(This is the second of two posts looking at nine website metrics which can be used to achieve zero landfill waste and is based upon General Motors’ blueprint for achieving zero landfill waste. You can read part one here).
Strengthening Supplier Partnerships
All businesses large and small have suppliers, so you should look upstream to try and work co-operatively with your suppliers to eliminate waste. For example, useful discussions can be had around packaging, or suppliers may be interested in taking your waste for reuse in their own processes.
Ultimately, looking at the supplier partnerships and building a sustainability culture will bring the business’ strategic aim of achieving zero landfill waste into reality as employees and suppliers self-select depending upon their compatibility with the company’s long term goals.
Resolve Regulatory Challenges
Although sustainability and waste reduction may be high on your company agenda, the regulatory structure supporting them is nowhere near as developed or in depth as is it in many other aspects of business life, especially at the local level. It’s therefore a good idea to be proactive and seek out associations and groups who share the same objectives as you so that you can face any regulatory hurdles together.
Achieve Landfill Free
It may sound obvious, but once all of these steps are in place you can now start to move towards achieving zero landfill waste. It will not happen overnight, which is why having the metrics in place will help you to measure the effectiveness of various activities and adapt and improve them as necessary.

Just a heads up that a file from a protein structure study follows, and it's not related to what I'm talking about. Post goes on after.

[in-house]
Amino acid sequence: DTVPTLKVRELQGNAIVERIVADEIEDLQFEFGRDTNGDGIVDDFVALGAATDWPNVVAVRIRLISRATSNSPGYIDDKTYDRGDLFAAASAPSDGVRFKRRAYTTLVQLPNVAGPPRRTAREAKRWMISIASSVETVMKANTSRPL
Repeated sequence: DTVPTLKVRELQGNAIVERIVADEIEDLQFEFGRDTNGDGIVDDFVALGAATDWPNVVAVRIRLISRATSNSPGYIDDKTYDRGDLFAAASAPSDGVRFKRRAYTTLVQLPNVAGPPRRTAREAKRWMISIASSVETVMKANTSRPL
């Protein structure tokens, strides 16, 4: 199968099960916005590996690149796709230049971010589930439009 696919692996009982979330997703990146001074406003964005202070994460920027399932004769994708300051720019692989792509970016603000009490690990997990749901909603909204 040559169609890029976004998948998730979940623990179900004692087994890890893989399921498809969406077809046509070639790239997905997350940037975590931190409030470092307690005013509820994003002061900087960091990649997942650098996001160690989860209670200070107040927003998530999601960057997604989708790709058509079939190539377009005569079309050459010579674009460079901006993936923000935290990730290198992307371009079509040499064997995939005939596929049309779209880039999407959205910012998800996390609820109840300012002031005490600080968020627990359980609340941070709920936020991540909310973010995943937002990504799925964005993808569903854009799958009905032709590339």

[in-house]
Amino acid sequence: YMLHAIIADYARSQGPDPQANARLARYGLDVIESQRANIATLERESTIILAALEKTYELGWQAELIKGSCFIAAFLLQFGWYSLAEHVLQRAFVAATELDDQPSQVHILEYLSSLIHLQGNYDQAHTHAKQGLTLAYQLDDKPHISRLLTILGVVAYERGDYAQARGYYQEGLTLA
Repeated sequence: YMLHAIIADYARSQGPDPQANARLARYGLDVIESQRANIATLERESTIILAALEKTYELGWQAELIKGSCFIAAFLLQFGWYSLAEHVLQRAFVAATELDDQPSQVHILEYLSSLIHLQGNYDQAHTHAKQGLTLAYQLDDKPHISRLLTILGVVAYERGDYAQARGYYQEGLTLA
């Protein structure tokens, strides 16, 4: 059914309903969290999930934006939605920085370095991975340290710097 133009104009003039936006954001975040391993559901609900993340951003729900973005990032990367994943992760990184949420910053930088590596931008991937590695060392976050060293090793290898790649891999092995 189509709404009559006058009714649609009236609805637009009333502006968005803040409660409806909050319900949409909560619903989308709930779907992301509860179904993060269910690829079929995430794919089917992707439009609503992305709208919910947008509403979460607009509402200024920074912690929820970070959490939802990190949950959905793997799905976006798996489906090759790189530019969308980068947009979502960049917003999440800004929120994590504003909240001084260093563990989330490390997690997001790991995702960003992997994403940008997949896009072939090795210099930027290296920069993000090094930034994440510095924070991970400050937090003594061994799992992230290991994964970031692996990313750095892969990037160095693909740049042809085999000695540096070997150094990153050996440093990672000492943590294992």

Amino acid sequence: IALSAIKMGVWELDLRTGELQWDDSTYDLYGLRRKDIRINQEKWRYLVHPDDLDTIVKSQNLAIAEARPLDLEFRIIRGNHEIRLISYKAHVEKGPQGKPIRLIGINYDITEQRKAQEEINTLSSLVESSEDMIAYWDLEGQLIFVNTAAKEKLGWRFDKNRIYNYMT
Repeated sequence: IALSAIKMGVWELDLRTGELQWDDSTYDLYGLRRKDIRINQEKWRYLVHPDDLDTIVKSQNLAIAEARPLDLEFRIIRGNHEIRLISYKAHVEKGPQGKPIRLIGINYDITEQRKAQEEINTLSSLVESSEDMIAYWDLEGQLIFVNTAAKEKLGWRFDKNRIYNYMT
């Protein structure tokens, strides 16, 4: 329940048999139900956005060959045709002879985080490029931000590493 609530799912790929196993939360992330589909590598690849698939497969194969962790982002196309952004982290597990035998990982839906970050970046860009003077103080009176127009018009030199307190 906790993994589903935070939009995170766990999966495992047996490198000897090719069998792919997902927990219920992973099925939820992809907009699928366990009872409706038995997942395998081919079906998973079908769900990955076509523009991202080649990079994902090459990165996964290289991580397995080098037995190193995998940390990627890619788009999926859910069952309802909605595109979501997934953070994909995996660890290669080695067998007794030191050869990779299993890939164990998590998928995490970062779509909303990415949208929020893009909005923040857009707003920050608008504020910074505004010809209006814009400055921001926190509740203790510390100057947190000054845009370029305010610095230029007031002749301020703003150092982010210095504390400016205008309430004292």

It’s also important that these metrics are published on the company’s website. This is not just to give a data-driven view of the success of your ambition but also to communicate it to other stakeholders: for example, detailing those associations you belong to as part of your zero waste drive can help to attract suppliers who are in tune with your long term goals.
Of course, achieving zero landfill waste is not the end of the story. If you’ve defined that as over 90% of waste going to landfill then there’s always room for improvement. However there’s always other areas which can be improved upon as well because as waste production falls so do costs and environmental impacts.
Remember: reduction should always come first before reuse and recycling, so until your enterprise really does produce zero waste (landfill or otherwise), there is always scope for improvements.
Share Best Practices
One of the most interesting things about the drive towards sustainability is that it has opened up the whole spectrum of best practice to all comers. Businesses which have a success in driving down their waste production should be prepared to stand up and speak about their experiences, offering them as best practice and being willing to see them improved in a stepwise manner by other companies.
Similarly a company should not feel bashful about joining in the debate with other businesses and helping to improve their best practices. This is why talking to suppliers and participating in associations with non-financial objectives are key to attaining business sustainability.
Ultimately its all about communication and co-operation, which is why the publication of metrics on corporate websites is such a critical factor.
Image © General Motors.
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- Seven Best Practices for Sustainability Websites | Part 1/2 - February 14, 2013